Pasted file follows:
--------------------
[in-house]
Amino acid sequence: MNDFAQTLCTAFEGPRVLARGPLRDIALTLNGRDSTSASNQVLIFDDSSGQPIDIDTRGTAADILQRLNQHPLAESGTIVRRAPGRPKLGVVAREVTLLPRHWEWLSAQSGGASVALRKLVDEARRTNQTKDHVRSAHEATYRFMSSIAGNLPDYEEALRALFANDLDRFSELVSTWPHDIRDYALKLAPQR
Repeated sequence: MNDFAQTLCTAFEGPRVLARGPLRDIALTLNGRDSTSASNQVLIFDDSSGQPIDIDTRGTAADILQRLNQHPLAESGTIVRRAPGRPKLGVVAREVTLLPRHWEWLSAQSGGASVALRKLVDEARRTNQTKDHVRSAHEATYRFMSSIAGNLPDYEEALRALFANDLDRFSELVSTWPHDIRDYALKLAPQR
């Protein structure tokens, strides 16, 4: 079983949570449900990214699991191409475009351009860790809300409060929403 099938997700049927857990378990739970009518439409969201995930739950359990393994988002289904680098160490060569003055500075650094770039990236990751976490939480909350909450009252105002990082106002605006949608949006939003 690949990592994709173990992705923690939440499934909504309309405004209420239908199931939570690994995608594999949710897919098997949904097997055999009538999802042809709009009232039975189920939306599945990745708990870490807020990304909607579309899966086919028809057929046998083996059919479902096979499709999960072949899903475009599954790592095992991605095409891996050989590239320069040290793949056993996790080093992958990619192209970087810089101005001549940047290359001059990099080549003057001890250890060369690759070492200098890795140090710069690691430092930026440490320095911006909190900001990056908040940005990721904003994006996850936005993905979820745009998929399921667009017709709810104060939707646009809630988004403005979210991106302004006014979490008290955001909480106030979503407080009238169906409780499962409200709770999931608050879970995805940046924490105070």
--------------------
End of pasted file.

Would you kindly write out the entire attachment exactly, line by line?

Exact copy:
[in-house]
Amino acid sequence: MNDFAQTLCTAFEGPRVLARGPLRDIALTLNGRDSTSASNQVLIFDDSSGQPIDIDTRGTAADILQRLNQHPLAESGTIVRRAPGRPKLGVVAREVTLLPRHWEWLSAQSGGASVALRKLVDEARRTNQTKDHVRSAHEATYRFMSSIAGNLPDYEEALRALFANDLDRFSELVSTWPHDIRDYALKLAPQR
Repeated sequence: MNDFAQTLCTAFEGPRVLARGPLRDIALTLNGRDSTSASNQVLIFDDSSGQPIDIDTRGTAADILQRLNQHPLAESGTIVRRAPGRPKLGVVAREVTLLPRHWEWLSAQSGGASVALRKLVDEARRTNQTKDHVRSAHEATYRFMSSIAGNLPDYEEALRALFANDLDRFSELVSTWPHDIRDYALKLAPQR
């Protein structure tokens, strides 16, 4: 079983949570449900990214699991191409475009351009860790809300409060929403 099938997700049927857990378990739970009518439409969201995930739950359990393994988002289904680098160490060569003055500075650094770039990236990751976490939480909350909450009252105002990082106002605006949608949006939003 690949990592994709173990992705923690939440499934909504309309405004209420239908199931939570690994995608594999949710897919098997949904097997055999009538999802042809709009009232039975189920939306599945990745708990870490807020990304909607579309899966086919028809057929046998083996059919479902096979499709999960072949899903475009599954790592095992991605095409891996050989590239320069040290793949056993996790080093992958990619192209970087810089101005001549940047290359001059990099080549003057001890250890060369690759070492200098890795140090710069690691430092930026440490320095911006909190900001990056908040940005990721904003994006996850936005993905979820745009998929399921667009017709709810104060939707646009809630988004403005979210991106302004006014979490008290955001909480106030979503407080009238169906409780499962409200709770999931608050879970995805940046924490105070």